What Brought Down the Russian Plane?

A guide to the theories about the passenger plane crash in Egypt

Maxim Shemetov / Reuters

Russian families have begun identifying the victims of Saturday’s plane crash in Egypt, which killed all 224 people on board.

Egypt’s aviation minister said Tuesday that Egyptian and Russian investigators are starting to examine the black boxes—devices that record flight data and audio from inside the pilot’s cockpit—recovered from the downed commercial jet. But officials from both countries, as well as aviation experts, say it’s too soon to know what caused the crash.

There is no consensus over the events preceding the crash, either. On Sunday, a Russian aviation official said that because debris was spread over a large area, the plane must have broken apart in midair. On Tuesday, Egypt’s civil aviation ministry said there was no evidence to back up that claim.

Flight 9268, operated by Russian airliner Kogalymavia under the name Metrojet, departed Sharm el-Sheikh, a resort city on the Red Sea, early Saturday morning, bound for St. Petersburg. All the passengers and crew were Russian, except for three Ukrainians and one Belarusian. About 20 minutes into the flight, the plane dropped off radar screens. Egyptian rescue teams discovered the wreckage in a remote part of the Sinai Peninsula. Russia has established a state commission to investigate the crash, and other nations are also aiding in investigations.

The black boxes may hold the answer to what happened to Flight 9268. But until their contents are analyzed and released, people are left to speculate. Here’s a guide to some of the theories about what may have happened.

Technical Problems

Russian officials have not yet ruled out the possibility of a technical malfunction. Egyptian officials say the plane passed a pre-takeoff inspection, and Kogalymavia has insisted the Airbus plane was in “excellent condition.” But the wife of the co-pilot told a Russian TV channel on Saturday that her husband, speaking to a daughter, “complained before the flight that the technical condition of the aircraft left much to be desired.”

A CNN aviation analyst, formerly of the National Transportation Safety Board, considered on Tuesday the role of “an earlier maintenance problem.” In 2001, the tail of the same Airbus that crashed on Saturday was damaged when the aircraft struck the tarmac upon landing in Cairo. But Kogalymavia said Monday the tail had been “fully repaired,” and so could not have contributed to the crash. Reuters points out that poor tail repairs have caused two major civilian aviation accidents, one in 1985 that killed 520 people and another in 2002 that killed 225. In those cases, the repairs had been made years before the planes crashed.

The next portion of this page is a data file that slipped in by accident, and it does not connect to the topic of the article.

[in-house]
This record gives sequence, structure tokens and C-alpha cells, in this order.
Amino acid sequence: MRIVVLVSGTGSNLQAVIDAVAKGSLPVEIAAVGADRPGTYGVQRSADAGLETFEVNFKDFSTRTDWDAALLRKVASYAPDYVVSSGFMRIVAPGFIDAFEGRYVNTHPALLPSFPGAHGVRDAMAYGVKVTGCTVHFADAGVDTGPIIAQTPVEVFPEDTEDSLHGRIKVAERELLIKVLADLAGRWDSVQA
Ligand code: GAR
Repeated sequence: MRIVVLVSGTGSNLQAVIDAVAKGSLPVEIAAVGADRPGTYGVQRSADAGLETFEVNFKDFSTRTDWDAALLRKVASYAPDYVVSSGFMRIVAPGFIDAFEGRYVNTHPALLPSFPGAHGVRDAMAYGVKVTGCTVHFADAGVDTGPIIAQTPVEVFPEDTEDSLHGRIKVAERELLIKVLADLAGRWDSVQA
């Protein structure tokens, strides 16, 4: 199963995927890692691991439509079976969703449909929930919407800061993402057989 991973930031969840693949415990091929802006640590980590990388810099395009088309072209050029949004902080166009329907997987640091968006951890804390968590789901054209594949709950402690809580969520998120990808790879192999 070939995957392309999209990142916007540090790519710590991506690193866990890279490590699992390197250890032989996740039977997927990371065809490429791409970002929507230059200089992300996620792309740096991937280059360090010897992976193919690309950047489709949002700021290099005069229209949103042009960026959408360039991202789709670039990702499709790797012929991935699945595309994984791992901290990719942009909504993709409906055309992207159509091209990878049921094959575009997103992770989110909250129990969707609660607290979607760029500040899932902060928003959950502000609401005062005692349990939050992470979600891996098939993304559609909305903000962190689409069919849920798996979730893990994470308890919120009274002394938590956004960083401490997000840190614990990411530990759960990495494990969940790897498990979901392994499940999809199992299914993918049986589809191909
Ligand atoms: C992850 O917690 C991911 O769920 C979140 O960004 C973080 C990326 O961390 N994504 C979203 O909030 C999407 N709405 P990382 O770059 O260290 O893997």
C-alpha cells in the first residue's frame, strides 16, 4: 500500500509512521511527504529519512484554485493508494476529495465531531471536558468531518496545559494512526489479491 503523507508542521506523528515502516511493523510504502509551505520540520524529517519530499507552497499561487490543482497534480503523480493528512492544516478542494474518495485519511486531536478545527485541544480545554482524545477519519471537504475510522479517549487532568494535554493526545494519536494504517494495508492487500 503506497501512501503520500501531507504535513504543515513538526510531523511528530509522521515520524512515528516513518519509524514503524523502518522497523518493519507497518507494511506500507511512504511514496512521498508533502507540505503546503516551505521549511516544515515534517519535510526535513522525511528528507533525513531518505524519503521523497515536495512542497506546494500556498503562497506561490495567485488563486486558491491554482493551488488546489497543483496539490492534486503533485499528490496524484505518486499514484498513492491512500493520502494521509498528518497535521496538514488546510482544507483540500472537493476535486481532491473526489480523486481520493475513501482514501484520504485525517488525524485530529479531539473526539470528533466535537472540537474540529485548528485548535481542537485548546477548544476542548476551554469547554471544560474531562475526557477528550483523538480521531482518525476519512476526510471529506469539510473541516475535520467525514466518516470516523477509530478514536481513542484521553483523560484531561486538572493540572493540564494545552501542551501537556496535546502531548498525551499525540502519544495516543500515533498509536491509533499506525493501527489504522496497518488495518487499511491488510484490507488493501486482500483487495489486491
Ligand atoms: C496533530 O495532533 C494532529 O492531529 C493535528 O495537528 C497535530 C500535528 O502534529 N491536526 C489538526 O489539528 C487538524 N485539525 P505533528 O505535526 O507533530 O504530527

There are conflicting reports about whether the pilot in Saturday’s crash communicated technical difficulties to air controllers before losing contact. One Egyptian aviation official said the pilot radioed to say he would attempt to land at the nearest airport, another such official said “there was nothing abnormal” before the crash.

‘Mechanical Force’

A Kogalymavia official said Monday that the crash was not the result of technical problems, but of another “technical or physical action” from outside of the aircraft.

“The only possible explanation is a mechanical force acting on the aircraft,” said Alexander Smirnov, the company’s deputy general director, though he didn’t say what that “force” could be.“There is no combination of system failures that could have broken the plane apart in the air.”

He added: “We rule out a technical fault and any mistake by the crew.”

‘A Catastrophic In-Flight Event’

Citing a U.S. official, CNN reported Tuesday that a U.S. military satellite detected a heat flash in the sky over the Sinai that officials have attributed to Flight 9268. The presence of a heat flash suggests that there was “a catastrophic in-flight event”—possibly an explosion from inside the plane, CNN wrote. More:

Analysts say heat flashes could be tied to a range of possibilities: a missile firing, a bomb blast, a malfunctioning engine exploding, a structural problem causing a fire on the plane or wreckage hitting the ground.


A local affiliate of the Islamic State quickly took responsibility for the crash, saying that it “brought down” the plane, but did not offer any evidence. Russian officials have dismissed that claim, but haven’t ruled out terrorism as a possible cause. NBC News reports that U.S. intelligence analysts say satellite imagery rules out missiles as the cause.

Miscellaneous ‘Elements’

Russian news agency TASS, citing unnamed sources in Cairo, reported Tuesday that investigators had found and will analyze mysterious “elements” at the crash site that are not typically found in an Airbus’s structure. But the sources also said the material may not be sinister at all, and could be diving equipment from passengers’ luggage. NBC News said an adviser to Egypt’s aviation minister has denied the TASS report.